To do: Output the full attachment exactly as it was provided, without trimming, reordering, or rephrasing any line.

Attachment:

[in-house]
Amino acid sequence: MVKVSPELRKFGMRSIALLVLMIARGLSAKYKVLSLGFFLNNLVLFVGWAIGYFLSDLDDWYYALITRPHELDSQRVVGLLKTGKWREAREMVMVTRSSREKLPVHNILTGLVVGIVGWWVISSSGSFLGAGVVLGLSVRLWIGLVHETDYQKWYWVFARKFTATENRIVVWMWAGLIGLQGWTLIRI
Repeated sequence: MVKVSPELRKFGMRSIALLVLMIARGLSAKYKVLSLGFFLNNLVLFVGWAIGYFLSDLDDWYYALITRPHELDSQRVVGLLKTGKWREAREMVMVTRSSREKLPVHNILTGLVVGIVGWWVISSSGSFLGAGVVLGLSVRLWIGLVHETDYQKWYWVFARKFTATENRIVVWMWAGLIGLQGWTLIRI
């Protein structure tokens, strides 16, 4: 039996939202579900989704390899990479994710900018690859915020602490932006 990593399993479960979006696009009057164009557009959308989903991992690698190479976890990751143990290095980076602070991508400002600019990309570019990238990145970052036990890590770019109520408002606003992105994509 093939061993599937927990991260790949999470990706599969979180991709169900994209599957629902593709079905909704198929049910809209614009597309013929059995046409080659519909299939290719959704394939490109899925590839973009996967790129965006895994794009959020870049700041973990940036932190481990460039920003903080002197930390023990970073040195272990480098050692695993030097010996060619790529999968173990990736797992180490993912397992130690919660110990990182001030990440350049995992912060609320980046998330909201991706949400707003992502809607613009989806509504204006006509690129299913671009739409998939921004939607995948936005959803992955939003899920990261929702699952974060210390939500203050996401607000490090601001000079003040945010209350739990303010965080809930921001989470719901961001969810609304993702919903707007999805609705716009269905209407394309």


[in-house]
Amino acid sequence: MVKVSPELRKFGMRSIALLVLMIARGLSAKYKVLSLGFFLNNLVLFVGWAIGYFLSDLDDWYYALITRPHELDSQRVVGLLKTGKWREAREMVMVTRSSREKLPVHNILTGLVVGIVGWWVISSSGSFLGAGVVLGLSVRLWIGLVHETDYQKWYWVFARKFTATENRIVVWMWAGLIGLQGWTLIRI
Repeated sequence: MVKVSPELRKFGMRSIALLVLMIARGLSAKYKVLSLGFFLNNLVLFVGWAIGYFLSDLDDWYYALITRPHELDSQRVVGLLKTGKWREAREMVMVTRSSREKLPVHNILTGLVVGIVGWWVISSSGSFLGAGVVLGLSVRLWIGLVHETDYQKWYWVFARKFTATENRIVVWMWAGLIGLQGWTLIRI
């Protein structure tokens, strides 16, 4: 039996939202579900989704390899990479994710900018690859915020602490932006 990593399993479960979006696009009057164009557009959308989903991992690698190479976890990751143990290095980076602070991508400002600019990309570019990238990145970052036990890590770019109520408002606003992105994509 093939061993599937927990991260790949999470990706599969979180991709169900994209599957629902593709079905909704198929049910809209614009597309013929059995046409080659519909299939290719959704394939490109899925590839973009996967790129965006895994794009959020870049700041973990940036932190481990460039920003903080002197930390023990970073040195272990480098050692695993030097010996060619790529999968173990990736797992180490993912397992130690919660110990990182001030990440350049995992912060609320980046998330909201991706949400707003992502809607613009989806509504204006006509690129299913671009739409998939921004939607995948936005959803992955939003899920990261929702699952974060210390939500203050996401607000490090601001000079003040945010209350739990303010965080809930921001989470719901961001969810609304993702919903707007999805609705716009269905209407394309």